Children with cancer, especially young children, may feel that their illness is a punishment for being “bad” and that they somehow deserve to be sick. Parents can help by explaining that no one knows exactly what causes cancer, but that it wasn’t anything the child said, did or thought.

The older a child is, the better she will understand what cancer is, and why healing is so important. Different age groups will experience different emotions, and will require different levels of emotional support from their family:

  • Infants and Toddlers: Very young children don’t understand why they’re sick, but are often scared of hospital visits, painful treatments and being abandoned by their parents during hospital stays. Parents should assure young children that they will come back for them and that, while treatments may hurt, they’re needed for healing and for the child to get well. Telling a child exactly how long you’ll be gone and when you’ll return can help.
  • Children Ages 5 to 10: Children in this age group often understand that cancer is a serious disease. Emotions may include fear, guilt and anxiety. Be honest with the child. Explain that cancer is serious, but that healing is possible, although the healing process may take some time. Support groups, counseling and therapy may help the child deal with his or her emotions.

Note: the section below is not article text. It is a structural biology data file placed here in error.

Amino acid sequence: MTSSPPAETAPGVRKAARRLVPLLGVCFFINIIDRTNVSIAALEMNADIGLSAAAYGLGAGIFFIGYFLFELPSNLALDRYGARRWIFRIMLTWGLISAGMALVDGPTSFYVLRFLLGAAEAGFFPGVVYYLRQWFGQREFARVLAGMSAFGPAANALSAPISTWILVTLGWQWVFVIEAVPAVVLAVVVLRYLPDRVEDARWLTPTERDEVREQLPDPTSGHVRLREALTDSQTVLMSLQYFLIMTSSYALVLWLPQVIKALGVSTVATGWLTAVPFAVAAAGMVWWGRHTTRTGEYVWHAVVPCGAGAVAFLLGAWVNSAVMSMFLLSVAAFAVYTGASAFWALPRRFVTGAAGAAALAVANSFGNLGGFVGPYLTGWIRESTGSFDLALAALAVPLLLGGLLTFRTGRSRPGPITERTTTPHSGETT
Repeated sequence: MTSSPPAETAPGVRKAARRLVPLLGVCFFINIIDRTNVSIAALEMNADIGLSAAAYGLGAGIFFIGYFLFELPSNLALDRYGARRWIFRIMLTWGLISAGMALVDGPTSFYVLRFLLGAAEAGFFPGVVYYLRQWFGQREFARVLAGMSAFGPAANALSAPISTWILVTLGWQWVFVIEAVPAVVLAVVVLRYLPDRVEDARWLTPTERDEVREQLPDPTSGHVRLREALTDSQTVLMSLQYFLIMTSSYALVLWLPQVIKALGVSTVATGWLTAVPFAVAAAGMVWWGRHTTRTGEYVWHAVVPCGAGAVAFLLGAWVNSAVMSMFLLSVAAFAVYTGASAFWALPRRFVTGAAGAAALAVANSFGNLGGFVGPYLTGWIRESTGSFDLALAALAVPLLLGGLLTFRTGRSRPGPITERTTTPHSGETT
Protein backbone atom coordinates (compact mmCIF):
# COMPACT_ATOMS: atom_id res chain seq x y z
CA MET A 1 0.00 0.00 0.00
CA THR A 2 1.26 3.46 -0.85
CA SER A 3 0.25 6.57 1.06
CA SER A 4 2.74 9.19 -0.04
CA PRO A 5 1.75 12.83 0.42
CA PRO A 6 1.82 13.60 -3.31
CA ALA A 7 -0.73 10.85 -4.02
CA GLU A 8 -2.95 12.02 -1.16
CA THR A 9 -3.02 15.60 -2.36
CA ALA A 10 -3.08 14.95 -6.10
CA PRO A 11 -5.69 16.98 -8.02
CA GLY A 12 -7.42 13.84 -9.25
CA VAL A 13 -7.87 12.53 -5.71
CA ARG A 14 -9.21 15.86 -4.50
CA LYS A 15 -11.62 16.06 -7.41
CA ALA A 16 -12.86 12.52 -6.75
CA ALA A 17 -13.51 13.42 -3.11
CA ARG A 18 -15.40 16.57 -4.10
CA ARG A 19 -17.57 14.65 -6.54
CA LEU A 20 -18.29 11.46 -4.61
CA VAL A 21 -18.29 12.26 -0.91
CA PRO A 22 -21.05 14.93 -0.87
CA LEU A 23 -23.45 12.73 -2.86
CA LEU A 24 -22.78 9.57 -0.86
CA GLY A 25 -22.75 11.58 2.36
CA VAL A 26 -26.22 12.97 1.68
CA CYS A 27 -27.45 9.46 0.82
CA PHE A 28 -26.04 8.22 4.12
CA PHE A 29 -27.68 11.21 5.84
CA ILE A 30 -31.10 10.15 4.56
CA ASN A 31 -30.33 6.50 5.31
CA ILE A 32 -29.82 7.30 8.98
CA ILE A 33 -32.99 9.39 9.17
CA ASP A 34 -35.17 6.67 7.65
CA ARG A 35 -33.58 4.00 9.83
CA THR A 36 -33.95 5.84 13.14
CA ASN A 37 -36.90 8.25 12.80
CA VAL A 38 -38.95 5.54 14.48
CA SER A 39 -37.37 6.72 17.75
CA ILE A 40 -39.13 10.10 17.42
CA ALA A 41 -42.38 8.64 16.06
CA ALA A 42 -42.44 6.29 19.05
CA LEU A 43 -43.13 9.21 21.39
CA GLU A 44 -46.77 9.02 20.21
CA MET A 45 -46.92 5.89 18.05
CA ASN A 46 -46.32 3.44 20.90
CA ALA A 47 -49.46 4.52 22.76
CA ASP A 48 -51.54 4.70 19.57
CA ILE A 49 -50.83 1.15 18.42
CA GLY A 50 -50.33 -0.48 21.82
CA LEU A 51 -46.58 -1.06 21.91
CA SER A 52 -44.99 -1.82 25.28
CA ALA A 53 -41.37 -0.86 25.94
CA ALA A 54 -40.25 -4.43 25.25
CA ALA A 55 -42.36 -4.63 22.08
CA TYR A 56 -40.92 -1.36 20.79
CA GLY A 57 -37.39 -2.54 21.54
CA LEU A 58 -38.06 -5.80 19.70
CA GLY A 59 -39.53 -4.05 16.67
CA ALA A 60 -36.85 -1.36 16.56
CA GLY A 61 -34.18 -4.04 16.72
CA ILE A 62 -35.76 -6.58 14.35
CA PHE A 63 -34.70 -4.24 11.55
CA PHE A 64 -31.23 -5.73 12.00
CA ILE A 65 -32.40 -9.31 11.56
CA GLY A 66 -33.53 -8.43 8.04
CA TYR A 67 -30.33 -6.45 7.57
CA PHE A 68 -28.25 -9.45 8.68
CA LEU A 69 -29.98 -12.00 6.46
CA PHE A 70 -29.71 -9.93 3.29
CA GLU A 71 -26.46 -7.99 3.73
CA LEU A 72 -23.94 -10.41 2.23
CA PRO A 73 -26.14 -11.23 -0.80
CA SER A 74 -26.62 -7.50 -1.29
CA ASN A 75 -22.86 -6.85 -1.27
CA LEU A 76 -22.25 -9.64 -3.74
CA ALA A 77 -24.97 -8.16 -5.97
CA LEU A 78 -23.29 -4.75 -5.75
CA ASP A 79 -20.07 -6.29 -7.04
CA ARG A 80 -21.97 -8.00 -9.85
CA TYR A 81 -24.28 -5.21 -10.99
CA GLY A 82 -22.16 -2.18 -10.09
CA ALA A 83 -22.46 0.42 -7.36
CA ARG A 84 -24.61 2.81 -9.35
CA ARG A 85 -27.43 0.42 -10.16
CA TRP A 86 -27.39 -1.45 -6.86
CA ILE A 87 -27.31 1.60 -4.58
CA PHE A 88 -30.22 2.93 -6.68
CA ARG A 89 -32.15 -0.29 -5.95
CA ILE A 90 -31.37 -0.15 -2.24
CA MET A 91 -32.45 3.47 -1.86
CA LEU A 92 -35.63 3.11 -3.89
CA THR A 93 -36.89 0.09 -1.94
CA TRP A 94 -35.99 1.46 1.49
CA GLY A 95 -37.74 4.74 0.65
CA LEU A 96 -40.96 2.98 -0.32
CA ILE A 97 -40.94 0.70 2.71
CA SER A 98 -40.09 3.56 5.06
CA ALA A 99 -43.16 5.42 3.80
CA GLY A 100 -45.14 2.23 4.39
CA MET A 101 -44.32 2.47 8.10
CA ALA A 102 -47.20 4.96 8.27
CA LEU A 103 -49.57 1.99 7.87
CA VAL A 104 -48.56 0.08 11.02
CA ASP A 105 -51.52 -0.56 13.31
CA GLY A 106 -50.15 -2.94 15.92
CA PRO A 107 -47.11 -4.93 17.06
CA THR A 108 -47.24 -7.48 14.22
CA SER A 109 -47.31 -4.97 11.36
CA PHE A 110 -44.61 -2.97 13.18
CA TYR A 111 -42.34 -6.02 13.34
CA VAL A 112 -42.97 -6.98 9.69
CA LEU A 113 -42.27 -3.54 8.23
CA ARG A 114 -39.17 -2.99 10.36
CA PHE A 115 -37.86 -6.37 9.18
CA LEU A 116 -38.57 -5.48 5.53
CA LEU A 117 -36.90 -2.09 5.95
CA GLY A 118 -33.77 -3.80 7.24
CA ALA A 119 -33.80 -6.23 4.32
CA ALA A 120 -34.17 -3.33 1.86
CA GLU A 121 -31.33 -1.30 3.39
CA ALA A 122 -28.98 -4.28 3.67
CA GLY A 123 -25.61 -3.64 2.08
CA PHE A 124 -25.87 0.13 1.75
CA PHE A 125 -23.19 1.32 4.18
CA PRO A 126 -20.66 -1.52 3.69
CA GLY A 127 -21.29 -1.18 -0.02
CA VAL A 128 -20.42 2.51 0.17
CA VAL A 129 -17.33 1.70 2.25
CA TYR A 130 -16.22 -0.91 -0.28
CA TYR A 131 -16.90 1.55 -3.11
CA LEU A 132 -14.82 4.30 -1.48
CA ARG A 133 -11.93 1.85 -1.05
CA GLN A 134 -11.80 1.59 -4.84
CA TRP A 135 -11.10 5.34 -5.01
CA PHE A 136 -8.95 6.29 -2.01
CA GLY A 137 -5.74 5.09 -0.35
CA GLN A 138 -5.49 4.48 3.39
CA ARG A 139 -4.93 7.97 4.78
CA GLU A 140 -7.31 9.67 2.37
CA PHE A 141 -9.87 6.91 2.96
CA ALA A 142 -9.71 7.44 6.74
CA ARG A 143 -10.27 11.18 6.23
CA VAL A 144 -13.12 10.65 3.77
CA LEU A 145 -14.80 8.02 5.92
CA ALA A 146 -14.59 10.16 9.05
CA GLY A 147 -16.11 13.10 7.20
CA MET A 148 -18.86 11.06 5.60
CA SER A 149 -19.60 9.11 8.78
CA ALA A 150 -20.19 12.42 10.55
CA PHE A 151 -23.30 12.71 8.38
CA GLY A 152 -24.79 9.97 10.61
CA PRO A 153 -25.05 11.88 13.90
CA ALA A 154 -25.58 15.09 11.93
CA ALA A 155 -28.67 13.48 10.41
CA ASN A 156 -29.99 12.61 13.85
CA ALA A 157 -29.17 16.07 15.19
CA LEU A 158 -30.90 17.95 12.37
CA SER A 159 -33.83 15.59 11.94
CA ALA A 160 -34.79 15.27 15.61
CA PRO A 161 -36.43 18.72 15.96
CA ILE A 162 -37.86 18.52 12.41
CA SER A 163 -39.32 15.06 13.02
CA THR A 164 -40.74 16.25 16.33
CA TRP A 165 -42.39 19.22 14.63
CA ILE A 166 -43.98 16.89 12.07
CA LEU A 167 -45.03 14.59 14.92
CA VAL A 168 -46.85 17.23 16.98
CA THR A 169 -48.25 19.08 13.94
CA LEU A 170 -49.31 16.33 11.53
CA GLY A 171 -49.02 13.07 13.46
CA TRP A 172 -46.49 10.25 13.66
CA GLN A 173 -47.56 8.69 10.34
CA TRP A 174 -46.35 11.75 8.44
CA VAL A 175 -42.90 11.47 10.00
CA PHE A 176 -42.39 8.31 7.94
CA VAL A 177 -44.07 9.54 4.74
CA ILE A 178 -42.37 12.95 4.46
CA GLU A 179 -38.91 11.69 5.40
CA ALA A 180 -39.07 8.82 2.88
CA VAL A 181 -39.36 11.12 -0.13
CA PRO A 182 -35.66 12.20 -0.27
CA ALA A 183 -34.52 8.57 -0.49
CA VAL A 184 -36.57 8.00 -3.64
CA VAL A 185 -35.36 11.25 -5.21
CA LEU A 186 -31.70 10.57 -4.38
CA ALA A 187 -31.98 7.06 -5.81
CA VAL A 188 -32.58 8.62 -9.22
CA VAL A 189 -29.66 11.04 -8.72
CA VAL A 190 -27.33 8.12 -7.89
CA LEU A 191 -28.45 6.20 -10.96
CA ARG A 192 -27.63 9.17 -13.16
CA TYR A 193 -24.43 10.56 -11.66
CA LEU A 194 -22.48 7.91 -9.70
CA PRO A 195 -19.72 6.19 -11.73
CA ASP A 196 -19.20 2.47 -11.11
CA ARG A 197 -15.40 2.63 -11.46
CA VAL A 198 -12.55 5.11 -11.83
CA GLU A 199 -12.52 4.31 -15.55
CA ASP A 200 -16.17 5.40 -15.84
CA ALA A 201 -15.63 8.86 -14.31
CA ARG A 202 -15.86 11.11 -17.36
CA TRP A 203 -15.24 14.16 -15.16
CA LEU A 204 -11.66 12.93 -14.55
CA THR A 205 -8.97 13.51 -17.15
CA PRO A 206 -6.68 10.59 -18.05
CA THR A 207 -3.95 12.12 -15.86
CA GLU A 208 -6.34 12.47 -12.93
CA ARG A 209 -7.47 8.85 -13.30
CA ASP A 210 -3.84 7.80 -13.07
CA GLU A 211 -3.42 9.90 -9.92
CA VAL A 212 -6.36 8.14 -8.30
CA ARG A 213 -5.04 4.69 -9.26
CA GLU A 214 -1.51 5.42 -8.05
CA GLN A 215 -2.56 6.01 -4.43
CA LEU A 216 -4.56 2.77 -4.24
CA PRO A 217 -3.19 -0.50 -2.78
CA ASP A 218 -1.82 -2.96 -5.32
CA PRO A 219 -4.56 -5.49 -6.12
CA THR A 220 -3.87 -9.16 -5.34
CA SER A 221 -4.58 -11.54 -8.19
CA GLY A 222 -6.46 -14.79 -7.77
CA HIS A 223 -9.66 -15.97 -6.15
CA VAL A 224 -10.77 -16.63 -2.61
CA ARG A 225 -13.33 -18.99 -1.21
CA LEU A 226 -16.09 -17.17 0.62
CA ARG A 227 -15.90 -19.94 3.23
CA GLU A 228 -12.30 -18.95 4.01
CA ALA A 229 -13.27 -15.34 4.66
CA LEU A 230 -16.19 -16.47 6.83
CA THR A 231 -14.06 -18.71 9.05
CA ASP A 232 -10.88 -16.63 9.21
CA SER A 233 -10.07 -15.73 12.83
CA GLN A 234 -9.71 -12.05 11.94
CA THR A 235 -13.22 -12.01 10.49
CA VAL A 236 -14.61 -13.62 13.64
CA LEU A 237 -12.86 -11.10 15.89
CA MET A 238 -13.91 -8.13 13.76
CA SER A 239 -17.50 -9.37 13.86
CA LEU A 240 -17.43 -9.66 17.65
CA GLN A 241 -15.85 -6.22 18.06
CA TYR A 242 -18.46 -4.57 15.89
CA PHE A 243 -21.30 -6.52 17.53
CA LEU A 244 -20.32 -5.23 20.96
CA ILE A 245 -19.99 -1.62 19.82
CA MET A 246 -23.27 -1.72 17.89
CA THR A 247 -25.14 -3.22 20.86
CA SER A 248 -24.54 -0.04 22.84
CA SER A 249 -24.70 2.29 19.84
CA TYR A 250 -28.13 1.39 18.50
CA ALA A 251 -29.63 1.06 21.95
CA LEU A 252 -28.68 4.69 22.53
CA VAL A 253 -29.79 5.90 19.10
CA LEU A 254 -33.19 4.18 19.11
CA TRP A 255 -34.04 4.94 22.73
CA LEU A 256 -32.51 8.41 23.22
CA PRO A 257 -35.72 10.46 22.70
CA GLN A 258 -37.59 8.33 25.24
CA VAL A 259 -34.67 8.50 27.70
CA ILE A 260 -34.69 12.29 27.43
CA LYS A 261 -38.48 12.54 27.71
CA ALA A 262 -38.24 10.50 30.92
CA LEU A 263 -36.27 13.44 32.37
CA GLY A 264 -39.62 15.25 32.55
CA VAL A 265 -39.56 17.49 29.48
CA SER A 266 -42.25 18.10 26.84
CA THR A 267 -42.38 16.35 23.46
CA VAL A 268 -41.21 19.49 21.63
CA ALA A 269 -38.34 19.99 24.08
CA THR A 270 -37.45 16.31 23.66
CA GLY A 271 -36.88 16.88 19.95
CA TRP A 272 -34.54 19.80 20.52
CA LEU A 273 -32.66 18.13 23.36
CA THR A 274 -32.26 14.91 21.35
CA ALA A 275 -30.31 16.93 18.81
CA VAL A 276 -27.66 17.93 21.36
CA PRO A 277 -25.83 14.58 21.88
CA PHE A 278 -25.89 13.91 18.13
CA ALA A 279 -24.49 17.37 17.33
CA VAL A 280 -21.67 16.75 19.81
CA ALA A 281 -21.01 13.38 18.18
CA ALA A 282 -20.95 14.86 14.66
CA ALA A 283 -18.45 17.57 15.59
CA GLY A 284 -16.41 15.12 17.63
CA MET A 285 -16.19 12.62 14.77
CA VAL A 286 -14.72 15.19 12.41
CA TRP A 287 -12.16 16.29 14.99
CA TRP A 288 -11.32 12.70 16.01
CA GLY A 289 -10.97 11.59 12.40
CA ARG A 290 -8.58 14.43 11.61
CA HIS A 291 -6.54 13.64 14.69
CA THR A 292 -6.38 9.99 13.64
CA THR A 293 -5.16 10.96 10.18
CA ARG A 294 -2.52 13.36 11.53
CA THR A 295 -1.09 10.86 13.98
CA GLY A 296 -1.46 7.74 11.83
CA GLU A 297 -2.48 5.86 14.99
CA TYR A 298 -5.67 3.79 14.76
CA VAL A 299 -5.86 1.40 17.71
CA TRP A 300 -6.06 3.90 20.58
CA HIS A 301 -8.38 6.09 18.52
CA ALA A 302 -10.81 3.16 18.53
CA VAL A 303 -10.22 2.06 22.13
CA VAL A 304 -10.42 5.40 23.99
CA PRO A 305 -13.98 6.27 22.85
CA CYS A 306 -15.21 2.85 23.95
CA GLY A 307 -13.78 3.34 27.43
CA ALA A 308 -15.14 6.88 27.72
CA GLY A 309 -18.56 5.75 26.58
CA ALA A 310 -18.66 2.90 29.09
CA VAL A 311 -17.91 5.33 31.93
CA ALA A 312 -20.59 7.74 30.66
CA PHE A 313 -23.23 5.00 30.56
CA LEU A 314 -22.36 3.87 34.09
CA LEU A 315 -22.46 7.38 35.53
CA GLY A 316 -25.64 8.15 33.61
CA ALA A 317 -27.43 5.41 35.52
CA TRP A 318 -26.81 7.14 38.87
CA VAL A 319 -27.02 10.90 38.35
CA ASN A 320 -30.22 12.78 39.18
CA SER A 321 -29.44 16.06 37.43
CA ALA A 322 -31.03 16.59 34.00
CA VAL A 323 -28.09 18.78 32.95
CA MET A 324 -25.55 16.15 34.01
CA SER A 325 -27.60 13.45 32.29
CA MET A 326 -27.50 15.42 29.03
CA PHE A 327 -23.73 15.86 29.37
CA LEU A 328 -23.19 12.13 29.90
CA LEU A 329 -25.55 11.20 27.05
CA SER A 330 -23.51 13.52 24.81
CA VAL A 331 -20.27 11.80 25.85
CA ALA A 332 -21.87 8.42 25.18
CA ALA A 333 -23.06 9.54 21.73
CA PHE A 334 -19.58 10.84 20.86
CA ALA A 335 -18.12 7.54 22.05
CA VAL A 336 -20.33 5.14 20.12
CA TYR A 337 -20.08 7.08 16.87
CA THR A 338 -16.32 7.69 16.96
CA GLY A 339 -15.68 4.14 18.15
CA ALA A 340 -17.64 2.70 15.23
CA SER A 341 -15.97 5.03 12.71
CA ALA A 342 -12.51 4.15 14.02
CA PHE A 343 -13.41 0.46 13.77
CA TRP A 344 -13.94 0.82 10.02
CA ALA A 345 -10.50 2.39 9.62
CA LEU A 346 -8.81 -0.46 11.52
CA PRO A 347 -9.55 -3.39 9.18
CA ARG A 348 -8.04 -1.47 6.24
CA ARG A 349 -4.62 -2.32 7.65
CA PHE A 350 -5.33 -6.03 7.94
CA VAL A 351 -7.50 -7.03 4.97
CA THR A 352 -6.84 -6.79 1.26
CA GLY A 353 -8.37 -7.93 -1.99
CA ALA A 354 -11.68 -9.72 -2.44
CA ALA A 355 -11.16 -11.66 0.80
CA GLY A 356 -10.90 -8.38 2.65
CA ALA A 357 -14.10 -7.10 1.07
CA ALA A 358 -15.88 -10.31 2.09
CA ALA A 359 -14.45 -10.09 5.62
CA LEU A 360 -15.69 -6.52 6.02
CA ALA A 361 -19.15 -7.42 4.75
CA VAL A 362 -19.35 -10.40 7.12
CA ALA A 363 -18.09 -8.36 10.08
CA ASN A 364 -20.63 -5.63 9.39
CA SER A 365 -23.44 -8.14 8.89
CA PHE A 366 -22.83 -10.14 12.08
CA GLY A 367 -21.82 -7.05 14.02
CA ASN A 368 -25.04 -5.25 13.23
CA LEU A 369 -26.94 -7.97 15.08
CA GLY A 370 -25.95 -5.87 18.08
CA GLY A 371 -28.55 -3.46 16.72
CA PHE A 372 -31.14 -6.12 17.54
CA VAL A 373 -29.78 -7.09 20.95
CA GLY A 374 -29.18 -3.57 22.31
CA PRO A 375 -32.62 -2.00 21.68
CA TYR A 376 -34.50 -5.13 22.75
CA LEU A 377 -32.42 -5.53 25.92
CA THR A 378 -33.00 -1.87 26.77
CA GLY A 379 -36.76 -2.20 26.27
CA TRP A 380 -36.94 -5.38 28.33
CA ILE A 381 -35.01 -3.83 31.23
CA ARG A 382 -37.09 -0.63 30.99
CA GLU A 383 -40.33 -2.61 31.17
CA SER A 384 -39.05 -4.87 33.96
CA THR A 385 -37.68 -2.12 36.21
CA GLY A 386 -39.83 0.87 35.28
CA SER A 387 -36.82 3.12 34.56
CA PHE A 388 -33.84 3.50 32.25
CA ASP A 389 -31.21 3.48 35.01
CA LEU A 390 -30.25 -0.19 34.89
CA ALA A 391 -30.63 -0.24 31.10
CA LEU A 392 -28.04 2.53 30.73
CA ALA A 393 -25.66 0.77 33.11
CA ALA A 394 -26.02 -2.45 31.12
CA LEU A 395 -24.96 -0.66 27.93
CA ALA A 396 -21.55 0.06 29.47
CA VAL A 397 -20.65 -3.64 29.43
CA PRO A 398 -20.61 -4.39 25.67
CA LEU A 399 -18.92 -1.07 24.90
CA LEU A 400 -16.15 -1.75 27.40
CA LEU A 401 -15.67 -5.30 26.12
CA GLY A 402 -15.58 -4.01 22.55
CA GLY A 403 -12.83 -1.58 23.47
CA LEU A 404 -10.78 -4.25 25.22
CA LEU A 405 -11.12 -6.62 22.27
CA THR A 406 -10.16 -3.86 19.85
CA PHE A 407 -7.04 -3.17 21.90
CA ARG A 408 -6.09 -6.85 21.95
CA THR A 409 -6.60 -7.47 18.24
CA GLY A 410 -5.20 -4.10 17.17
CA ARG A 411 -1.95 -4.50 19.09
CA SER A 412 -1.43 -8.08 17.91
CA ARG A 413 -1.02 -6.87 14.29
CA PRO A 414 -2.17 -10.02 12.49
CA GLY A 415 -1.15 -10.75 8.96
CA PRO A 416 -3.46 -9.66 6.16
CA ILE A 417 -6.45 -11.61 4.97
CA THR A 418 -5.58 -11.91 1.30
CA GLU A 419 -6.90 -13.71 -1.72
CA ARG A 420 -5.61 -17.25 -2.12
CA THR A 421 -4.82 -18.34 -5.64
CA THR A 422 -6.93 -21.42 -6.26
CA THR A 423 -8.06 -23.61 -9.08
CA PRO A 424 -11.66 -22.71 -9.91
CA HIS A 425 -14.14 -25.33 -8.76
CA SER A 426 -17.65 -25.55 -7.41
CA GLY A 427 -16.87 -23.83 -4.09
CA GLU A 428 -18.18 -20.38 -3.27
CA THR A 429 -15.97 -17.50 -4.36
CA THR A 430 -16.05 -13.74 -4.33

• Children Over 10 and Teens: After age 10, children are old enough to understand most aspects of cancer and the healing process. The child may have learned from social messages to equate cancer with dying, so they must understand that healing is possible. Support groups and counseling can help older children deal with the stages of grief and meet peers going through the same process.Teens are likely to dislike the lack of independence they have during the healing process. Side effects of chemotherapy and radiation therapy may impact a teen’s feelings of self-worth and cause worry about his or her appearance.

Social Support and Challenges

Children often find that cancer treatment disrupts their social, recreational and educational activities. Try though as parents may to maintain as normal a life as possible, hospitalizations, counseling sessions and healing treatments are enormous time commitments that affect a child’s daily life.

When possible, provide opportunities for children to spend time with their friends and family members. If this isn’t possible, group counseling and support groups offer opportunities to interact with peers and make new friends.

Schoolwork is a challenge during the healing process. Teachers, the child’s principal, the school nurse and school counseling teams should be aware of physical limitations, medication requirements and the emotions and counseling needs of the child.

Stress to the child’s teacher that the child should not be favored or singled out as “special” due to her illness: School life should be as normal as is realistically possible.


National Cancer Institute (n.d.). Young people with cancerA handbook for parents: Talking to your child. Retrieved September 5, 2007, from the National Cancer Institute Web site:

Nemours Foundation (2007). Dealing with cancer. Retrieved September 5, 2007, from the Nemours Foundation Web site:

Swedish Medical Center (2005). Helping your child cope with cancer. Retrieved September 5, 2007, from the Swedish Medical Center Web site: